As part of the delegation of Prime Minister Nikol Pashinyan’s recent trip to the United States, Armenia’s newly appointed High Commissioner of Diaspora Affairs Zareh Sinanyan visited the recently renovated AGBU Central Office on September 25th with an important mission. Hosted by the AGBU Central Board and //node/3349 Sinanyan, a former mayor of the city of Glendale, CA, was eager to share the Armenian government’s new vision for Diaspora and Armenia engagement over breakfast and an open dialogue with members of the community.
The event underscored AGBU’s continuing efforts to maintain an ongoing interaction with Armenia’s leadership to ensure Diaspora-Armenian collaboration as well as alignments with AGBU initiatives.
During his opening remarks, Sinanyan addressed the indispensable role of the Diaspora in shaping the next decade in Armenia to help ensure its existence as a free and independent state.
He posited that for Armenia to survive as a sovereign nation, it was essential to increase the size of its population. To that end, he announced the government’s ambitious goal of adding 5 million more residents by the year 2050. This would not only include those of Armenian ancestry but also non-Armenians with similar cultural and religious backgrounds.
Acknowledging the gradual drifting of the Diaspora away from the homeland over many years since independence, Sinanyan insisted that a new page has been turned. He described how the government is taking proactive measures to facilitate the integration of diasporans into the economic and cultural life of the country and stressed the importance of tapping into the vast pool of talent and expertise that exists outside of Armenia to help accelerate progress and expand opportunity within. “What we lack in Armenia, we have in abundance in the diaspora,” he stated.
Citing the factors necessary to encourage diasporans to plant a stake in the country, Sinanyan stressed that good governance was critical to success. He referenced the steps the Armenian government has already taken to root out systemic corruption, actions that have already led to increased taxes, which in turn, has resulted in actions to increase salaries among civil servants.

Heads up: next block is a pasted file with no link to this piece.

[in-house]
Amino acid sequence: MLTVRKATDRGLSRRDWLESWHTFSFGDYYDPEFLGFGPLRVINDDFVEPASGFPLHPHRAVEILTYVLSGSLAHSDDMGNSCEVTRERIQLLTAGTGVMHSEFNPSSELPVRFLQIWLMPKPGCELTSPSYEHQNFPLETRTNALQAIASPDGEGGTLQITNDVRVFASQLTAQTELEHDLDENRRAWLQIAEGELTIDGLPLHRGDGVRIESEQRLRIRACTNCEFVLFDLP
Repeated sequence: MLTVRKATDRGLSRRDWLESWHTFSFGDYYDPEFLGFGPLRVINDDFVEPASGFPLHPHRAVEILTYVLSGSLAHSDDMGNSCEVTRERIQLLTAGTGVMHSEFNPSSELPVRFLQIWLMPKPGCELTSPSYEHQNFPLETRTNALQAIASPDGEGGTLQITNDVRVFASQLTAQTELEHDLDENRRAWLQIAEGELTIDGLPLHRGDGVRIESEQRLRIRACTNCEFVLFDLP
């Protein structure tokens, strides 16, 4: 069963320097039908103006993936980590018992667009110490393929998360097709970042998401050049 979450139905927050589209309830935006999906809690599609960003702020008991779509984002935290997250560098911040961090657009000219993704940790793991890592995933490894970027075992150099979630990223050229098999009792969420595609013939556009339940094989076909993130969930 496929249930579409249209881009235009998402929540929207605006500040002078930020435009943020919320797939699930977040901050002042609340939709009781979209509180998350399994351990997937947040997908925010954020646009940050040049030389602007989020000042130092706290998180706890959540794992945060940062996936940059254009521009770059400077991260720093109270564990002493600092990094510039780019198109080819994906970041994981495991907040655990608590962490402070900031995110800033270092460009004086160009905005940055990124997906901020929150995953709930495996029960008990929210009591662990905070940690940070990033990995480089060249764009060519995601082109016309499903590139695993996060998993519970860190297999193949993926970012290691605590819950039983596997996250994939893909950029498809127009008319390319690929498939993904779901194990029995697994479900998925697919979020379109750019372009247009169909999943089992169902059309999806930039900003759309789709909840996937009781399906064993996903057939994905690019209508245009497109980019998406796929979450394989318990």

In describing the energy of Armenia since the Velvet Revolution, Sinanyan pointed to the dynamism and vigor of Armenia overall, also noting the recent rise of foreign tourism in cities outside of Yerevan, which offer more authentic experiences.
Considering the massive reconstruction of Yerevan with many landmarks and green spaces forfeited for the sake of modernization, Sinanyan boasted the growth potential of smaller cities like Gyumri and Vanadzor, which are now being revitalized with a mind for heritage preservation.
On the pressing issue of repatriation, Sinanyan challenged the audience, “How do we get to the point that Armenia is a good place to live and raise a family?” His goal of attracting both young and experienced talent to Armenia would be hastened with the re-branding of Armenia. He urged diasporans to think of Armenia as their native soil, saying that “if they succeed, so will the rest of the country.”
Though born in Armenia, Sinanyan spent most of his life in California. Yet he proudly stated that he is a Yerevantsi at heart, and other diasporans could feel the same, regardless of their place of origin.
When asked what is the key message that the Armenian government seeks to convey to diasporans, Sinanyan responded with a simple statement: “Armenia is your home and the Armenian people are your family.” He also quoted one of Prime Minister Pashinyan’s famous one-liners in English, “It’s cool to be Armenian,” as an apt meme to inspire a psychological shift in how the diaspora thinks about its homeland.
On the question of foreign investment in Armenia, Sinanyan asserted that solid success stories would build a new image of Armenia as a favorable business environment. To help facilitate that process, he noted that the Ministry of the High-Tech Industry has introduced the “Neruzh” start-up grant program to help enterprising diasporans grow their ventures in various fields of business. Top sectors have included financial, social, agriculture and technology. Among the more novel concepts submitted is a green bike share program and an ethnic wedding planning company in Armenia, capitalizing on the trend among diasporans to plan destination weddings in the homeland, following traditional rituals and customs.
One audience member, who related to the concept of fusing the Diaspora and Armenia, captured the essence of Sinanyan’s message when describing her frequent visits to the homeland over decades: “I was dating, then got engaged, and now I am married to Armenia.”
The open dialogue concluded with an invitation by Sinanyan to audience members to connect with his office for any information, advice, or assistance they may seek concerning their individual business and/or personal interests in Armenia. “We are here for you,” he assured them.